We had to make our cloths, and I've had to weave millions of pieces of cloth. In de summer our cloths were made of stuff dat looks like dese old gunny sacks you see now. Most of us went barefooted in de summer time. Some of de slaves wore cloth shoes in winter, but our shoes were made out of cowhides.
    You know in dem days de servants went to church weddings and parties wid de white folks. Dey would walk along behind old Mistress and hold her dress to keep if from dragging. At prties the servants would take care of de wraps. De slave women could have party but de colored men was not allowed to come 'round. De white boys would go along to de party to see dat dere was no nigger meant there. Now, I spose you see why de race is so mixed up cause dem white boys didn't mean to good. Some of dem girls just wore chemise to dem dances, while others dressed up nice. Some just didn't hve nothing to wear but chemise, dat's why. The colored boys didn't hardly ever get to dance with the girls of they own race. We had to do just what them boys said do, too. girls who go with them now, they is just sleeping on their rights, 'cause they didn't mean dem no good. Nothing to come of it but illegal children, which they don't own, nor now.
    I've seen slaves put on blocks and sold. Dey would have a large crowd of masters gathered 'round and dey would put de slaves on a stump or block and roll de sleeves and pants legs up and say, "dis is good stock; got good muscles, and he's good hard working nigger." Why, dey sold 'em just like you see 'em sell stock now. If de woman was a good breeder she would sell for big money, 'cause she could raise children. They felt all over the woman folks, Mr. Hughes, the official slave seller, would buy all the good looking nigger girls for him and his brother and take 'em home and put 'em in they private home, not they plantation, and raise families by them or just use 'em for they enjoyment, iffen they didn't have no children. I was put on the block seven or eight time myself. The last time was when I was 10 years old. My mama was mostly Irish and she would raise cane when I would be put on the block. She say, "I'll kill myself if you sell her." Old Master said, "Iffen that nigger winch wasn't worth seven or eight hundred dollars, I'd let her kill herself." She was pink complexion, red hair, blue or green eyes and weighed 'round 200 pounds. 
    De slaves dat would fight, had to work with chains on. They couldn't even get their own water, and someone would have to hold the old gourd dipper while dey drunk. I member one time a man was killed over a ash cake 'cause all dem fighting niggers wanted it and got to fighting and killed a man. Dey just didn't recognize dat they was each other's friends. I 'member one time I was drinking out of a gourd dipper and a snake crawled out of the handle.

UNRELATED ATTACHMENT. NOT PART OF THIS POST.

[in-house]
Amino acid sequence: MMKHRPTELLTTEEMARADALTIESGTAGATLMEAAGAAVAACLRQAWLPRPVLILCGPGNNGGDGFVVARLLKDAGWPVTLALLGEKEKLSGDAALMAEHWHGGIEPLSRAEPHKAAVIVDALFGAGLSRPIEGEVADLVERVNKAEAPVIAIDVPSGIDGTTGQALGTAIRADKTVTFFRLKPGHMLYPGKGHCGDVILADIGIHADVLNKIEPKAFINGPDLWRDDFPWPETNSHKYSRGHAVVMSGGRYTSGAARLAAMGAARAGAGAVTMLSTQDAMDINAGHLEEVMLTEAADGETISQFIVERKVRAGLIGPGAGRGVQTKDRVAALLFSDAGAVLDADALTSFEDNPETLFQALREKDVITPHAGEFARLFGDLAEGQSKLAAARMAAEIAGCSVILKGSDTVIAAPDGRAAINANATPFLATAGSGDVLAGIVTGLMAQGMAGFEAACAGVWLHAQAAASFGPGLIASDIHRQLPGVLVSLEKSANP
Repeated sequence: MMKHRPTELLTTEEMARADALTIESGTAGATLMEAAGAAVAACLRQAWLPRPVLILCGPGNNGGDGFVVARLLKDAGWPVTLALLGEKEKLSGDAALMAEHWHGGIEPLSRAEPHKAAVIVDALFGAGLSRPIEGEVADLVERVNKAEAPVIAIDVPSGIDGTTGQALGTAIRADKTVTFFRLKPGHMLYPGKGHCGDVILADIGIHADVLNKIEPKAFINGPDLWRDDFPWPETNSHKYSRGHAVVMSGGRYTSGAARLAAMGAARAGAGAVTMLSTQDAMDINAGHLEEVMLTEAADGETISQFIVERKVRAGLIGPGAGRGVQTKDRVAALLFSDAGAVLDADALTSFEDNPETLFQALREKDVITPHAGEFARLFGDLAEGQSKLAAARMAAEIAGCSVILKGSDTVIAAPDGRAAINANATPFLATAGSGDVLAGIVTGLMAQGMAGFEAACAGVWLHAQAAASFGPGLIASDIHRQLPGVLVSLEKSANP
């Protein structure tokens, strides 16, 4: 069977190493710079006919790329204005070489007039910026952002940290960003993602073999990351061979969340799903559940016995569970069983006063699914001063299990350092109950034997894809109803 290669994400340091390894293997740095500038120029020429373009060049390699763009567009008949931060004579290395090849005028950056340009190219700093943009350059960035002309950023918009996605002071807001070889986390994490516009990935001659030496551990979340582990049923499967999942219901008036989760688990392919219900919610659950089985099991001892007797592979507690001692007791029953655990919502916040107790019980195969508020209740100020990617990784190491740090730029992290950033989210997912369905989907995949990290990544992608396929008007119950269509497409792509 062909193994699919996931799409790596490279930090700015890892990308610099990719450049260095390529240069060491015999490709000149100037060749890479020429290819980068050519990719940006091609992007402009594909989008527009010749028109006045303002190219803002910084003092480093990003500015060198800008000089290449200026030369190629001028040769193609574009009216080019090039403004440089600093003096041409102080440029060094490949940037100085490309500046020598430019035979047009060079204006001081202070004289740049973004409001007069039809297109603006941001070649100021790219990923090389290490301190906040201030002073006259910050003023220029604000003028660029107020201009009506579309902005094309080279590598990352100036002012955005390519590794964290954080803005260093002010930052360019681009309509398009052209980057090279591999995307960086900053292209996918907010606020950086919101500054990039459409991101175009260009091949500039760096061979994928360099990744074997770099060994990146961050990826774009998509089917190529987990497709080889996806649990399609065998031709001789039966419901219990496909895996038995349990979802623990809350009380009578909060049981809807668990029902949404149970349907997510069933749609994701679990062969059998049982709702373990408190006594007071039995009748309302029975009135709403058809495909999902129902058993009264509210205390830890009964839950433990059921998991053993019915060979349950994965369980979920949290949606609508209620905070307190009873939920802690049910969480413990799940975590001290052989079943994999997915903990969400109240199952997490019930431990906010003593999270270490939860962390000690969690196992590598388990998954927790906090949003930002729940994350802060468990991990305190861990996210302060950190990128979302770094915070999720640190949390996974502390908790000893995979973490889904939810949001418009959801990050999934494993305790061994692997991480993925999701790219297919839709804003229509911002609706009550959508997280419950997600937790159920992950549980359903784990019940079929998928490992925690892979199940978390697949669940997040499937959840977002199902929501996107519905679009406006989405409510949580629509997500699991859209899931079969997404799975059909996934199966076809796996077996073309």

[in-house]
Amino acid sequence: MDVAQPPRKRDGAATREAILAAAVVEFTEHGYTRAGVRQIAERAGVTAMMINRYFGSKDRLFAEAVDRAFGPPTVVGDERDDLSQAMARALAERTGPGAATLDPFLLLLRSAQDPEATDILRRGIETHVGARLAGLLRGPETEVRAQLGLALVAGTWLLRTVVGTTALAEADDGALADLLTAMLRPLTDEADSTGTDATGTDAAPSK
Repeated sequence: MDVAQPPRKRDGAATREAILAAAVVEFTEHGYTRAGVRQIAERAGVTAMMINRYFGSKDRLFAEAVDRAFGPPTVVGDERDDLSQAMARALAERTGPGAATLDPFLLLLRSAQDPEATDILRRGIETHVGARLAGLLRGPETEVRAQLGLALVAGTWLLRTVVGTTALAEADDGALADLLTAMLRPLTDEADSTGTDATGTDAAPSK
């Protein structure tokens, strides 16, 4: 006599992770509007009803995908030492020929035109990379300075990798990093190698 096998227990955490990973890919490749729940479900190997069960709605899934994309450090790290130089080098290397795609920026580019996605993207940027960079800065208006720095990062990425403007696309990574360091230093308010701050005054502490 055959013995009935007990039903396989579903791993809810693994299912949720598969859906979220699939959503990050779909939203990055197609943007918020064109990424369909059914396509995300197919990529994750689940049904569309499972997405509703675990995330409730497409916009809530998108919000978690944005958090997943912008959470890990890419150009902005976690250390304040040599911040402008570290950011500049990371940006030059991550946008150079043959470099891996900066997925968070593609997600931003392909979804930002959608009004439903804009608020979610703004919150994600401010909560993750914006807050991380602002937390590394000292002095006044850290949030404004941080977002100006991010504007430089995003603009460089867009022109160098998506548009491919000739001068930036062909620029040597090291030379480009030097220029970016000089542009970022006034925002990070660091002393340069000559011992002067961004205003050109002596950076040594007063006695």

If de slaves would work pretty good dey would give dem something good to eat like 'tatoe pie and good old ham. If dey didn't work, dey would have to sear thorns on their ckoths instead of pins. There was no jails in dem days, and dey would lock you in a dark house and whip you when dey took you out."
    We didn't have a church. Slaves would meet and shake hands over de fence. De slaves stood outside de white folks' church, and when de old preacher was through wid the services, he would come out on de steps and read de Bible to de slaves. We could have church in their church sometimes when dey done got through. Old man Ashley, my uncle, was a free man. He bought hisself just like my pappy did. He was a carpenter. He bought his wife and if he had any children he bought dem too, He could come and preach in de church, if dere was four overseers dere. Dey baptized in de river, and de song dey sung most of de time was "Religion Is So Sweet." You could sing at de funeral if de Master was willing for you to, and dey would sing de same songs dey sung at church.
    Some of de slaves would run off, and sometimes a good white man would slip dem off. I 'member Mr. John Brown, a good old white man, he took some slaves, put dem in his wagon, covered dem over wid hay and carried dem to New York so dey could be free. When it was found dat Mr. Brown did dis, de white folks hung him. He had two or three slaves wid him when he was killed.
    When we quit work in de field we had to go home, wash, and cook supper and our dinner for de next day. We didn't know nothing 'bout any hot meals only at night, 'cause den our supper was always hot.
    We had Saturday night frolics. We would dance, pull candy and tell jokes. We had to be through by eleven o'clock. Den de folks who worked in de field all de time would have 'dere dance." You know de folk dat worked at de Big House wasn't 'lowed to associate wid de regular field hands and in dem dances dey dared to dance wid each other.
    I been a lots of corn huskings. We would have big time, and would sing a lot. I 'memeber one of de songs was "Round up Sally, round Up Corn," and when we'd get to singing dar we'd sure husk some corn. De huskers would be at one end and the grinders at de other. Dey would serve gingerbread and persimmon beer, but of course de beer wasn't strong enough to make us drunk.
    If some Master's folks died de slaves would be called to de house  and dey would set round and cry and talk about what a good master or mistress he or she was. Of course most of the time de slaves was pretending. 'cause dey was glad for dis to happen, but you know dey had to pretend, 'cause dey was scared to do anything else.